Written for PRSSA FORUM — published January 23, 2012
When I made the transition from classroom to cubeland, the biggest bear I faced was time management.
Students usually have the luxury of having at least a few days before turning in an assignment, whereas public relations practitioners often have tasks that were due 10 minutes ago.
Instead of becoming overwhelmed, be prepared for these moments by practicing good time management.
Use these tips as a reference:
1. Find A System That Works For You
- There are countless ways to systematically organize your time and responsibilities. Choosing the system that works best with your personality will make adding agenda items easy to maintain, ensuring follow-through of tasks. Checklists and calendars are two common examples, but even the components within these systems are complex (e.g. digital vs. notebook, color coding vs. separate pages). For me, Outlook’s built-in checklist app makes it easy to link specific emails to tasks, which I can assign a priority and deadline.
2. Get It Right The First Time
- So much of your day can be wasted if your work requires heavy revisions. Successfully completing tasks the first time will not only allow you to keep your other deadlines, it also helps your colleagues keep theirs. Ask your supervisor questions before you begin an assignment to clarify what the end product should look like. If you feel a task is taking longer than necessary to complete, ask another staffer if they know a shortcut. Discovering efficient methods rewards you with more time in your day to accomplish other tasks.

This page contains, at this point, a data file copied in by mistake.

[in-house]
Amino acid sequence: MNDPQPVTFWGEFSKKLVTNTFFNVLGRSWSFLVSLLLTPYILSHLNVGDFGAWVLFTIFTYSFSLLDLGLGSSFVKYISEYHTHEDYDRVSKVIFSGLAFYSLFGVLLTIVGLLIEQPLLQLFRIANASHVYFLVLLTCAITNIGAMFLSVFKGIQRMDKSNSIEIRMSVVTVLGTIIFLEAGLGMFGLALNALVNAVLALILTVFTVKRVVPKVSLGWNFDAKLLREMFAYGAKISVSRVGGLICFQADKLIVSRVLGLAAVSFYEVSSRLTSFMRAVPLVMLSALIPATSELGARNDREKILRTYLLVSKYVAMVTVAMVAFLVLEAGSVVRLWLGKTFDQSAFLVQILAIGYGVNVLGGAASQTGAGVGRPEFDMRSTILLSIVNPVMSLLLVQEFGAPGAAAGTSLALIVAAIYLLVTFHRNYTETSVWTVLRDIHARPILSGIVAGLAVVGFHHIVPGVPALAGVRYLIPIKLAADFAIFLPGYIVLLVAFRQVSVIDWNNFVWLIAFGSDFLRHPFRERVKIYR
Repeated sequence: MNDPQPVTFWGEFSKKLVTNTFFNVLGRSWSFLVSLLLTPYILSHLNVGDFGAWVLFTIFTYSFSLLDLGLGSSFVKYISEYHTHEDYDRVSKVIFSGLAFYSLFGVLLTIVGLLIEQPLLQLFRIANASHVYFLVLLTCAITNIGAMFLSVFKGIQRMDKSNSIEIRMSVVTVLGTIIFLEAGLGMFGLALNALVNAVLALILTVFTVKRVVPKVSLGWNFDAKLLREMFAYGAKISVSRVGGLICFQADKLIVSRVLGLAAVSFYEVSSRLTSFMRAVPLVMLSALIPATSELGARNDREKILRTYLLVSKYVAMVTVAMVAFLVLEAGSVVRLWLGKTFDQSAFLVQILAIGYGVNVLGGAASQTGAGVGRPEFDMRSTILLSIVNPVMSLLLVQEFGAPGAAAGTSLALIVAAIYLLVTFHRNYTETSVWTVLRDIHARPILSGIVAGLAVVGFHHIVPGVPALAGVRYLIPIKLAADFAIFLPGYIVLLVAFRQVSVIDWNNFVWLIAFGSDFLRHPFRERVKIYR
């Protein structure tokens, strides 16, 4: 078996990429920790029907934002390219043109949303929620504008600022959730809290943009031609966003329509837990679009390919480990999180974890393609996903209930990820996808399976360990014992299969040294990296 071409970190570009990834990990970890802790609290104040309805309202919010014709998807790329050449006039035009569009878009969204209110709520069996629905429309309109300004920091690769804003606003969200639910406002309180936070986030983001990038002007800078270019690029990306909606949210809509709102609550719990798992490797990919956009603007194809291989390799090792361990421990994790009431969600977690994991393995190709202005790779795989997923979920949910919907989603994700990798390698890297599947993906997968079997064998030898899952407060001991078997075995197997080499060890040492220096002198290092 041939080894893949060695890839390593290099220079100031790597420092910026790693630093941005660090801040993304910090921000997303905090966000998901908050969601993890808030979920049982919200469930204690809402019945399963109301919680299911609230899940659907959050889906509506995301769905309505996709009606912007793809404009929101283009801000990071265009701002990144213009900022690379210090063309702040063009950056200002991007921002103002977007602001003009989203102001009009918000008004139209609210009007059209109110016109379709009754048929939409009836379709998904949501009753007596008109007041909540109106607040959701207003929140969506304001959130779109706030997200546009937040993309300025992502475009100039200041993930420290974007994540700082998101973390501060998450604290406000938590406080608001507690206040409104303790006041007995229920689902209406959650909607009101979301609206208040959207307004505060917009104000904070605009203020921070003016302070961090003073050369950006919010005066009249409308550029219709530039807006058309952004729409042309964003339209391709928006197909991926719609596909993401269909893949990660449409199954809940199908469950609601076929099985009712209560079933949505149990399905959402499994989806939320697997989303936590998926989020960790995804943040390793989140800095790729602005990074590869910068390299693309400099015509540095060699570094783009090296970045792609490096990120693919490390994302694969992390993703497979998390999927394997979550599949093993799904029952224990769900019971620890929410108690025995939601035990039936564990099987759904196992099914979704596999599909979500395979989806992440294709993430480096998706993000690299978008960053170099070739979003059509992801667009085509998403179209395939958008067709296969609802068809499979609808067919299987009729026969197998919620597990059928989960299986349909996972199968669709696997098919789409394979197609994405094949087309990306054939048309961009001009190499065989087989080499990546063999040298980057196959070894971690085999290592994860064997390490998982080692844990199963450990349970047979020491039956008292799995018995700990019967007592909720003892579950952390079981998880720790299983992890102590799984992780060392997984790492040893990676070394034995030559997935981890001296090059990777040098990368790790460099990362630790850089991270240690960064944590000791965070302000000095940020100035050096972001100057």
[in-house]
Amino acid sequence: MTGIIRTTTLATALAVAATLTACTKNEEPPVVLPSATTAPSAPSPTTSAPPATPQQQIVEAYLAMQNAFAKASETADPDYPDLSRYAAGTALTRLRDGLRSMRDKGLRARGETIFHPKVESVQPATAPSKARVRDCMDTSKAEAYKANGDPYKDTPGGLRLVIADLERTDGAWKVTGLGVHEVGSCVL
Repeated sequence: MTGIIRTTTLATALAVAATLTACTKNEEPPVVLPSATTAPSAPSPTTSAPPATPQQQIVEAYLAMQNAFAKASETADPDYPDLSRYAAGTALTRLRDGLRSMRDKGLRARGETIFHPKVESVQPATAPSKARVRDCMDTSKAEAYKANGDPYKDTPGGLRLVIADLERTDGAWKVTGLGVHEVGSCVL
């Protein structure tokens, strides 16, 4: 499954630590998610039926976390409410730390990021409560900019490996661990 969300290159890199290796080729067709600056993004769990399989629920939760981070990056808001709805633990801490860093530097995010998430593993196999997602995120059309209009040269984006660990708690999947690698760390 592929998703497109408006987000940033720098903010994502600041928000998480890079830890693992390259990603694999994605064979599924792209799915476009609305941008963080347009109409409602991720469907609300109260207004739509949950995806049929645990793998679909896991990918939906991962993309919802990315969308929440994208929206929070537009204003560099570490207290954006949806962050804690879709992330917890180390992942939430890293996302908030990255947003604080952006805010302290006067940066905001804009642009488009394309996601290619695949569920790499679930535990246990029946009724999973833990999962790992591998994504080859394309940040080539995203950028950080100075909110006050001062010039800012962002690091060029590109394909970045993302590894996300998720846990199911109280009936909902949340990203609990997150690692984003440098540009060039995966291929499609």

3. Prioritize And Manage Expectations
- Working on multiple accounts or having multiple supervisors is a recipe for miscommunication. Managers rarely discuss the things on your plate, so it’s your job to raise flags when you have competing deadlines. Talking through assignments will sometimes uncover some flexibility in deadlines; maybe your supervisor has a long meeting at the time you were originally tasked to turn something in for review. I don’t recommend you challenge every assignment, but do speak up when it is necessary.
Photo courtesy of flikr user star5112